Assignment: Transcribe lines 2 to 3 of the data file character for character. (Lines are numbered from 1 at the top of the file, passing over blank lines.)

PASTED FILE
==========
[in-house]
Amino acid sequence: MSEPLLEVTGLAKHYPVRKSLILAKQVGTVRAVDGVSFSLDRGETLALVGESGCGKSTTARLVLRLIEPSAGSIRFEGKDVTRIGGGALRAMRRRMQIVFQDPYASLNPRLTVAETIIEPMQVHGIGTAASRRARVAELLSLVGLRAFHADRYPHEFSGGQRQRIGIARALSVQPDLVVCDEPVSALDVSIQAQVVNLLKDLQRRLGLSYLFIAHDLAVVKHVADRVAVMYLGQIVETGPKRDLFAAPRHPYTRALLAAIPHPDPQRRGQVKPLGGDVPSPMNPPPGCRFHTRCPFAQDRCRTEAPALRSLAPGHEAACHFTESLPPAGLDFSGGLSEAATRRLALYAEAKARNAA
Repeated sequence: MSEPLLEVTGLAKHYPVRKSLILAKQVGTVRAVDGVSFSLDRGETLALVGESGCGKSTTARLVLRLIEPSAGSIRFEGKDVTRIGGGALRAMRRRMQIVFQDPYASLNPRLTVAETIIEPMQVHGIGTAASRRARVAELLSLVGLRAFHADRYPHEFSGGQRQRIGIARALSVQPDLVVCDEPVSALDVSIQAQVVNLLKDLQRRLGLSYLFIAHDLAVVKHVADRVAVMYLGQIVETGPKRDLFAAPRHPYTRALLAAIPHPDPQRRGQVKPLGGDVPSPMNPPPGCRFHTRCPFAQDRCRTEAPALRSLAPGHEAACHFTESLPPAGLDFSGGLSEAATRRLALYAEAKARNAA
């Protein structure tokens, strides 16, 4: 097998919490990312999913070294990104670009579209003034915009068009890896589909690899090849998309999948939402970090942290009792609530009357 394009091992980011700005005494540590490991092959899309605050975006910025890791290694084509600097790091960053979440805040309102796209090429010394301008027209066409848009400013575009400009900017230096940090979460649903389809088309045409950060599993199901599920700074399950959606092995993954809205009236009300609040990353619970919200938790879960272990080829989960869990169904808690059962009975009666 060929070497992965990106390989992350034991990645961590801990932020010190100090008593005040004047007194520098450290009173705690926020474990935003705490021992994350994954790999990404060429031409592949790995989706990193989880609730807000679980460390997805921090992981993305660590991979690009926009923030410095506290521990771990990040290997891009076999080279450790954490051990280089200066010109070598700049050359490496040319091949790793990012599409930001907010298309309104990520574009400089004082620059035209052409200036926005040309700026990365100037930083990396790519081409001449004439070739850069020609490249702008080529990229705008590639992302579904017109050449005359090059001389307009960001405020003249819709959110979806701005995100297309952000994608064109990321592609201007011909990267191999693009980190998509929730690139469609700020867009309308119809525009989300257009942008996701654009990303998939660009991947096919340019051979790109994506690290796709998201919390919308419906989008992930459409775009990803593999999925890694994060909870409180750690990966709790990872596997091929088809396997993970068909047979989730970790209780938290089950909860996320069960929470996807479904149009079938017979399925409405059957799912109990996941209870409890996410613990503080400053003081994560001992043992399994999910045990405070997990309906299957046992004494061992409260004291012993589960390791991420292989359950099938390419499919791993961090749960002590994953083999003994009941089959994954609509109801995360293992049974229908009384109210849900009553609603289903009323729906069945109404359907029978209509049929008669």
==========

Amino acid sequence: MSEPLLEVTGLAKHYPVRKSLILAKQVGTVRAVDGVSFSLDRGETLALVGESGCGKSTTARLVLRLIEPSAGSIRFEGKDVTRIGGGALRAMRRRMQIVFQDPYASLNPRLTVAETIIEPMQVHGIGTAASRRARVAELLSLVGLRAFHADRYPHEFSGGQRQRIGIARALSVQPDLVVCDEPVSALDVSIQAQVVNLLKDLQRRLGLSYLFIAHDLAVVKHVADRVAVMYLGQIVETGPKRDLFAAPRHPYTRALLAAIPHPDPQRRGQVKPLGGDVPSPMNPPPGCRFHTRCPFAQDRCRTEAPALRSLAPGHEAACHFTESLPPAGLDFSGGLSEAATRRLALYAEAKARNAA
Repeated sequence: MSEPLLEVTGLAKHYPVRKSLILAKQVGTVRAVDGVSFSLDRGETLALVGESGCGKSTTARLVLRLIEPSAGSIRFEGKDVTRIGGGALRAMRRRMQIVFQDPYASLNPRLTVAETIIEPMQVHGIGTAASRRARVAELLSLVGLRAFHADRYPHEFSGGQRQRIGIARALSVQPDLVVCDEPVSALDVSIQAQVVNLLKDLQRRLGLSYLFIAHDLAVVKHVADRVAVMYLGQIVETGPKRDLFAAPRHPYTRALLAAIPHPDPQRRGQVKPLGGDVPSPMNPPPGCRFHTRCPFAQDRCRTEAPALRSLAPGHEAACHFTESLPPAGLDFSGGLSEAATRRLALYAEAKARNAA